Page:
Volunteer awarded $6.8 million after being mauled at animal shelter run by troubled L.A. agency
A Los Angeles jury on Tuesday awarded $6.8 million to an animal shelter volunteer whose arm was nearly ripped off in a dog attack, finding the city liable for gross negligence.
Kelly Kaneko, 36, still has nerve and bone damage in her right arm, where the dog latched onto her for over five minutes in October 2019, forcing her to drag herself and the dog around the facility to find help.
She said she had been motivated to volunteer at a Los Angeles Animal Services facility in Lincoln Heights after hearing that dogs are often ignored by limited staff in shelters run by the troubled city agency, where volunteers are sorely needed.
“I love animals with all my heart,” Kaneko said through sobs in an interview Wednesday. “I felt so bad that this was their situation.”
On the day of the attack, Kaneko was asked to move a 100-pound German shepherd mix named Jaxx from a kennel to another part of the facility where a prospective family could meet him, according to her lawsuit.
Shelter staff let Kaneko know that Jaxx was “grumpy,” but there were no other formal warnings about his history. Kaneko did not know that Jaxx had bitten his previous owner, that he was surrendered back to the city facility, or that the previous owner told the shelter Jaxx seemed aggressive and was a threat, according to Kaneko’s attorney Ivan Puchalt.
L.A.’s animal services agency is understaffed and relies on volunteers. At one overcrowded shelter, dogs sit in kennels for weeks or months without being walked.
A former director with the Animal Services department testified at trial that the dog’s status as aggressive should have been noted on his kennel, Puchalt said.
“That was an open question at trial as to whether they did or didn’t put a yellow mark on Jaxx’s [record] card,” Puchalt said. “There definitely wasn’t one on the day of the incident.”
Kaneko, an untrained volunteer, brought Jaxx back to his kennel alone. After she removed his leash, he attacked her and latched onto her arm, refusing to let go.
She called for help and was unable to break free as the dog’s jaws vice-gripped onto her arm.
After several minutes, Kaneko dragged herself and the dog about 250 feet from the kennels to the shelter’s main facility. There was one employee on the premises, but that worker was wearing earplugs at the recommendation of the shelter operators because previous employees had complained of losing their hearing, Puchalt said.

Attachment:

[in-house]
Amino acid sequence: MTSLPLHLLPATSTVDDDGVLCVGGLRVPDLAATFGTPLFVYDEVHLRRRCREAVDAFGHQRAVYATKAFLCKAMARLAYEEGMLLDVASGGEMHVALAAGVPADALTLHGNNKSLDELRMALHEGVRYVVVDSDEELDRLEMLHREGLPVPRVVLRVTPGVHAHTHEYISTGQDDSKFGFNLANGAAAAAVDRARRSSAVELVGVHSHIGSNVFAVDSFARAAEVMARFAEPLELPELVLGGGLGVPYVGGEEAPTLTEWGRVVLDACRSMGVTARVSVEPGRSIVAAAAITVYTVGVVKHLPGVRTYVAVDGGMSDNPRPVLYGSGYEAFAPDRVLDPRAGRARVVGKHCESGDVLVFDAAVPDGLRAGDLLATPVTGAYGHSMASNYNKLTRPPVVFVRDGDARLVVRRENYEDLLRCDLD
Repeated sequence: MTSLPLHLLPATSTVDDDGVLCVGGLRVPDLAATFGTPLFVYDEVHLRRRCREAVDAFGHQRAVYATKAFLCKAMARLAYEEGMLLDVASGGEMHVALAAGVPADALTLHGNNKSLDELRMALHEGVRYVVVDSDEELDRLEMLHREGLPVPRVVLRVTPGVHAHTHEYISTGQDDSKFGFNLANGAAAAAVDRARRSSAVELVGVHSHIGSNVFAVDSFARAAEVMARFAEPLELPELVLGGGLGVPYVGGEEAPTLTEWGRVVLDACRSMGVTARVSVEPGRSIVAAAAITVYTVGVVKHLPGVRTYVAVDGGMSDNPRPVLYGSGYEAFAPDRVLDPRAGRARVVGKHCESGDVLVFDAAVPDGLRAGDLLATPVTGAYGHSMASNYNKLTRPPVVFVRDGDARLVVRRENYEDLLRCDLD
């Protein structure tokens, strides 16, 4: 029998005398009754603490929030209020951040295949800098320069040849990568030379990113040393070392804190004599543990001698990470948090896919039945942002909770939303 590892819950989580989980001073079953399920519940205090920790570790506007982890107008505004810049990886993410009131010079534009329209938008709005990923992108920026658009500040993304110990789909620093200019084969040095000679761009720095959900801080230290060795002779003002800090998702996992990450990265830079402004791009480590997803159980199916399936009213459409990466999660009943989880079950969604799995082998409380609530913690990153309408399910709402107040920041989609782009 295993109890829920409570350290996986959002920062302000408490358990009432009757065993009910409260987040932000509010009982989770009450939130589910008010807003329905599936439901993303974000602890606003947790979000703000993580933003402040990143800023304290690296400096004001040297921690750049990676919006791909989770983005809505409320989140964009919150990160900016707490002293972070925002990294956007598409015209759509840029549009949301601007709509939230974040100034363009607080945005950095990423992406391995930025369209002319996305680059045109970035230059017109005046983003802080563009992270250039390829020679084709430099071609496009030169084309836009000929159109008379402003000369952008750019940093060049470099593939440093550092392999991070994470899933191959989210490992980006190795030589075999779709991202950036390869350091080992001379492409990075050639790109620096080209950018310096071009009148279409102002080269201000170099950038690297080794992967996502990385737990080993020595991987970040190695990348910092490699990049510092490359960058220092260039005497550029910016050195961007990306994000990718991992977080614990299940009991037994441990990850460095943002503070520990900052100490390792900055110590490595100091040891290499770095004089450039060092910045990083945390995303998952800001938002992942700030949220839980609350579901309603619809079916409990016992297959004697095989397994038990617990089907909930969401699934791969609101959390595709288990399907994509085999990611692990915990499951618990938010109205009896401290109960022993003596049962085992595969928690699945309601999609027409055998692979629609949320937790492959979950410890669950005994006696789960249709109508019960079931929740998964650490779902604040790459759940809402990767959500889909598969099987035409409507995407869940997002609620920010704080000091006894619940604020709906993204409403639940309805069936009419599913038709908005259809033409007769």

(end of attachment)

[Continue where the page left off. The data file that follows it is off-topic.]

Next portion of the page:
Because that person could not see Kaneko, she was forced to drag herself and Jaxx to the front of the facility, where eventually the employee spotted them and came to Kaneko’s aid.
L.A. City Council members on Monday sought answers about the state of Animal Services during the city’s budget discussions.
An ambulance took Kaneko to L.A. County-USC Medical Center, where she underwent multiple surgeries and skin grafts. She spent nearly 40 days in the intensive care unit, and although she was told she would likely lose her hand, it was saved but remains severely damaged, according to her attorney.
“When she arrived at the ER, her hand was officially dead,” Puchalt said. “Her hand gets less blood now than it used to. It always feels cold. And it’s often a different color. She has a very faint pulse and it’s a very serious injury despite the amazing work they did. She hasn’t been made whole.”
Kaneko added, “There’s lots of things I won’t be able to do for life.”
Jaxx was euthanized a few months after the attack, Puchalt said.
Kaneko hopes the verdict will lead to lasting changes with the city’s policies, which the jury found put her in harm’s way.
“This is a victory for a lot of volunteers as well because there will be more who are protected,” Kaneko said.
Juan Rivera, who has led volunteer programs at L.A. Animal Services since April, faced criticism after making a comment about striking dogs at the shelter, and later apologized.
A spokesperson for the city attorney’s office declined to comment on the jury’s verdict.
The Times has chronicled worsening conditions at L.A. city animal shelters, including inadequate care for dogs and small animals. At the same time, the department lacks volunteers who are trained to handle larger dogs, so those dogs are caged for longer periods without walks. The confinement puts stress on dogs, making it harder for them to be adopted and putting them on a track to be euthanized.
Two recent reports — one by former City Councilmember Paul Koretz, the other from City Controller Kenneth Mejia — detailed Animal Services’ various problems, including a lack of employees, leading the department to request a major funding increase to hire more staff.
Times staff writer Dakota Smith contributed to this report.
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